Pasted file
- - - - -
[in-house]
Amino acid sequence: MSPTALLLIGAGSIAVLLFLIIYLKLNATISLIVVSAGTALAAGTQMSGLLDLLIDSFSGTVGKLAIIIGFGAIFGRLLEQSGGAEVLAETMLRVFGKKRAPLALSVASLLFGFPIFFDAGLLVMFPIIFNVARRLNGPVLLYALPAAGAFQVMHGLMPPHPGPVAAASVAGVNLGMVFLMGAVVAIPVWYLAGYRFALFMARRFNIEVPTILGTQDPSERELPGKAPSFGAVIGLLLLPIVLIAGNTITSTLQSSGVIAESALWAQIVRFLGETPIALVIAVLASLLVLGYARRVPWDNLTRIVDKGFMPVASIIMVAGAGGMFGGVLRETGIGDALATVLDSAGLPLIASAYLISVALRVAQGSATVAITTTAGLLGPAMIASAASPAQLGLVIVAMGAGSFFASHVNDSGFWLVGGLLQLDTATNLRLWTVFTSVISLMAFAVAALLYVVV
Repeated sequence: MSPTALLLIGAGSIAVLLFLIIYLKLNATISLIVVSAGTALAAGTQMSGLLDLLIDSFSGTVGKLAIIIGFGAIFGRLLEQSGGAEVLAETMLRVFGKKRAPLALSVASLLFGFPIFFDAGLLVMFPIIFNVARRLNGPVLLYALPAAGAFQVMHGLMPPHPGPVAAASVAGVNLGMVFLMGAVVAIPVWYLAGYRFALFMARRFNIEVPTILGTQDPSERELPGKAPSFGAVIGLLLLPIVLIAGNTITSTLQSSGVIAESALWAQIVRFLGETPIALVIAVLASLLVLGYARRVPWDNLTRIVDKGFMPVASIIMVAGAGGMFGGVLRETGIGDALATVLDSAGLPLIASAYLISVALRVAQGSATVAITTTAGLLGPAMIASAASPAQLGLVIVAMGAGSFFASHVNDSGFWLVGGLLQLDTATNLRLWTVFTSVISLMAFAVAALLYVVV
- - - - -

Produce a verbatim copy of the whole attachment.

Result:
[in-house]
Amino acid sequence: MSPTALLLIGAGSIAVLLFLIIYLKLNATISLIVVSAGTALAAGTQMSGLLDLLIDSFSGTVGKLAIIIGFGAIFGRLLEQSGGAEVLAETMLRVFGKKRAPLALSVASLLFGFPIFFDAGLLVMFPIIFNVARRLNGPVLLYALPAAGAFQVMHGLMPPHPGPVAAASVAGVNLGMVFLMGAVVAIPVWYLAGYRFALFMARRFNIEVPTILGTQDPSERELPGKAPSFGAVIGLLLLPIVLIAGNTITSTLQSSGVIAESALWAQIVRFLGETPIALVIAVLASLLVLGYARRVPWDNLTRIVDKGFMPVASIIMVAGAGGMFGGVLRETGIGDALATVLDSAGLPLIASAYLISVALRVAQGSATVAITTTAGLLGPAMIASAASPAQLGLVIVAMGAGSFFASHVNDSGFWLVGGLLQLDTATNLRLWTVFTSVISLMAFAVAALLYVVV
Repeated sequence: MSPTALLLIGAGSIAVLLFLIIYLKLNATISLIVVSAGTALAAGTQMSGLLDLLIDSFSGTVGKLAIIIGFGAIFGRLLEQSGGAEVLAETMLRVFGKKRAPLALSVASLLFGFPIFFDAGLLVMFPIIFNVARRLNGPVLLYALPAAGAFQVMHGLMPPHPGPVAAASVAGVNLGMVFLMGAVVAIPVWYLAGYRFALFMARRFNIEVPTILGTQDPSERELPGKAPSFGAVIGLLLLPIVLIAGNTITSTLQSSGVIAESALWAQIVRFLGETPIALVIAVLASLLVLGYARRVPWDNLTRIVDKGFMPVASIIMVAGAGGMFGGVLRETGIGDALATVLDSAGLPLIASAYLISVALRVAQGSATVAITTTAGLLGPAMIASAASPAQLGLVIVAMGAGSFFASHVNDSGFWLVGGLLQLDTATNLRLWTVFTSVISLMAFAVAALLYVVV